Energy Transfer’s (ET) acquisition of WTG Midstream could be both a start and a finish for midstream M&A.

The $3.25 billion deal could mark the launch of a dealmaking spree for midstream companies that many analysts have predicted would kick into high gear this year.

The acquisition, if completed, would also mark the sale of the last large-scale midstream network in the Permian Basin.

“WTG was the last really large private G&P [gathering and processing] operator in the Permian,” Ajay Bakshani, director of midstream equity at East Daley Analytics, told Hart Energy. “We saw (Targa) take out Lucid and (Enterprise) take out Navitas. WTG was the only other one remaining that was of significant size.”

WTG's natural gas pipeline network
WTG's natural gas pipeline network. (Source: Rextag)

In 2022, Targa (TRGP) acquired Lucid Energy and Enterprise Product Partners (EPD) bought  Navitas.

While there are still plenty of healthy private midstream outfits in the Permian, Bakshani said none match the scale of WTG’s network. WTG’s facilities, which touch 25 counties in West Texas, include more than 1 Bcf/d of natural gas processing capacity and have more than 10 rigs operating in the system.

For future Permian M&A activity, there is still a lot of “meat on the bone,” Bakshani said, especially on the private side. East Daley considers other private midstream companies with strong footings in the region—Canes, Brazos, Vaquero and Salt Creek—to be potential targets for M&A.

WTG’s network is primarily in the Midland Basin and some areas to the east, while ET’s network is largely in the western Delaware Basin. Analysts said, however, that the move was not all about territory.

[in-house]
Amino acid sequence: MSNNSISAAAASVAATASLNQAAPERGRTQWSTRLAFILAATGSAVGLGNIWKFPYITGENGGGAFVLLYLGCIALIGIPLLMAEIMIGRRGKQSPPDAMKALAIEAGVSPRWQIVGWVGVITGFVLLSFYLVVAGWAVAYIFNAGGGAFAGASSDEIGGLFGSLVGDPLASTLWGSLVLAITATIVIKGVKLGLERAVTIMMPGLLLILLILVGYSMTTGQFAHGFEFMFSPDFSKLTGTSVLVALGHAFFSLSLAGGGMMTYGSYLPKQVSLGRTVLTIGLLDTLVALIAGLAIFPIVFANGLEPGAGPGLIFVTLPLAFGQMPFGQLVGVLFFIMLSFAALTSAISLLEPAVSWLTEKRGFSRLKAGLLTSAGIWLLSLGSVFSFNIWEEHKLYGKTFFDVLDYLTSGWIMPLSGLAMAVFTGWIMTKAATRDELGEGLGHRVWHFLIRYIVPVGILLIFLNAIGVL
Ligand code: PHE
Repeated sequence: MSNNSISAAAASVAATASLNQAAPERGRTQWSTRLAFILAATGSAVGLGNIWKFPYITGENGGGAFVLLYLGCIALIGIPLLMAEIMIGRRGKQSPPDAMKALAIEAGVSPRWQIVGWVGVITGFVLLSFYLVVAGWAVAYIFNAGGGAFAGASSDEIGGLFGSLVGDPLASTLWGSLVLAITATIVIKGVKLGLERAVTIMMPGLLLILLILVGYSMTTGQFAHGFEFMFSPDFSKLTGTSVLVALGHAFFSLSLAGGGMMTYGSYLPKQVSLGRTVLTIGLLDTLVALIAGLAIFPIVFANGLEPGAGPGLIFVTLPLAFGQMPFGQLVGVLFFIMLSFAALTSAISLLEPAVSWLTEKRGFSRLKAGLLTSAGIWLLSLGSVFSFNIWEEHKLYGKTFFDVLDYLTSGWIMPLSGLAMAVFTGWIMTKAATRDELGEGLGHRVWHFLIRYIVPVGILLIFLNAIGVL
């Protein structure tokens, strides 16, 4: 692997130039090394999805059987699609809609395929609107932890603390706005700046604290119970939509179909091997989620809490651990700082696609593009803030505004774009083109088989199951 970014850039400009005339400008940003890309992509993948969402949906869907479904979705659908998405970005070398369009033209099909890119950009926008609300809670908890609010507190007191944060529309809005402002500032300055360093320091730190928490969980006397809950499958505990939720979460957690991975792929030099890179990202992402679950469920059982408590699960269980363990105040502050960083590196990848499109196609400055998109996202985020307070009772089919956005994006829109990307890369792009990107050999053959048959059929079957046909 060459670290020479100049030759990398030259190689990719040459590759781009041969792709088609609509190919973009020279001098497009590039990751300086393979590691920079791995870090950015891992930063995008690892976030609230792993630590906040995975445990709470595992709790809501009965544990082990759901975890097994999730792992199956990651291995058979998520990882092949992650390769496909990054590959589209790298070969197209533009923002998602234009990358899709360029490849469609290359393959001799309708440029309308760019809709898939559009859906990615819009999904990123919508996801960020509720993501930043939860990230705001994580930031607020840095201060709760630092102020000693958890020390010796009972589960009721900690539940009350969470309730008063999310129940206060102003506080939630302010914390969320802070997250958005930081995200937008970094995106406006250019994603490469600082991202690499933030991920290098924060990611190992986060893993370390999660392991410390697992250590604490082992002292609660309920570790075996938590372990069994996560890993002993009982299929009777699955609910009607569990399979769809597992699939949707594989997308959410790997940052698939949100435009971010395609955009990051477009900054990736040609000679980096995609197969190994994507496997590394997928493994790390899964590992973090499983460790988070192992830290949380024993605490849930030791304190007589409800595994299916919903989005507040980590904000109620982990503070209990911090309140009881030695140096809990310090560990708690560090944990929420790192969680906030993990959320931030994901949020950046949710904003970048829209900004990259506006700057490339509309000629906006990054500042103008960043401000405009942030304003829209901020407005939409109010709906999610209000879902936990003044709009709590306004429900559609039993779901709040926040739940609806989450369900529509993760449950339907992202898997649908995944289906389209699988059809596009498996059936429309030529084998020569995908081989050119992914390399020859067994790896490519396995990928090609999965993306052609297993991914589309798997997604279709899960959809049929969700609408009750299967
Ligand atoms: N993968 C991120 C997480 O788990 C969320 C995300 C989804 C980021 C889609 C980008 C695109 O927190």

“The more attractive reason, in our view, is not necessarily to get into the Midland but to capture the 150+ Mb/d [150,000 bbl/d] of NGLs that WTG’s plants produce,” Bakshani said. The deal includes eight online WTG natural gas processing plants with another two under construction.

The price of natural gas at the region’s Waha hub has often dipped into negative territory since February. On May 29, Piper Sandler analysts reported the Waha price for natural gas was $0.28 per MMBtu. By comparison, NGL prices have remained relatively stable since last year, trading at $7.47 per MMBtu in February, the last month for which the U.S. Energy Information Administration had data.

Bakshani said the pipeline network, located primarily in the Midland Basin, does provide some opportunities. Last year’s Exxon Mobil-Pioneer merger, which closed May 3, is expected to result in more regional production. Exxon is a major customer of both ET and WTG, so both systems will see more activity.

“With strong counterparties and a growing system (even if it isn’t growing as fast as the Delaware), that is a lot of NGLs ET can slowly shift over to its NGL egress pipelines, fractionators and export terminals,” he said.

TPH & Co. analysts noted that, along with a stronger position on NGLs, the move solidifies Energy Transfer’s overall position and increases the possibility of a major pipeline project in the company’s future.

“Overall, we view the transaction as a positive; once contracts start to roll on the NGL side, they will allocate those to their integrated system, and on the gas side, this should help their Warrior project gain momentum, all while diversifying their current footprint,” TPH analyst Zack Van Everen wrote.

The Warrior Pipeline is one of several proposed natural gas takeaways currently on the table for the Permian Basin. Energy Transfer’s proposal would take about 1.5 Bcf/d to 2 Bcf/d of gas from the Permian to network junctions southwest of the Dallas/Fort Worth area.

The company reported in February that the pipeline has commitments for 25% of its capacity but has not announced a final investment decision.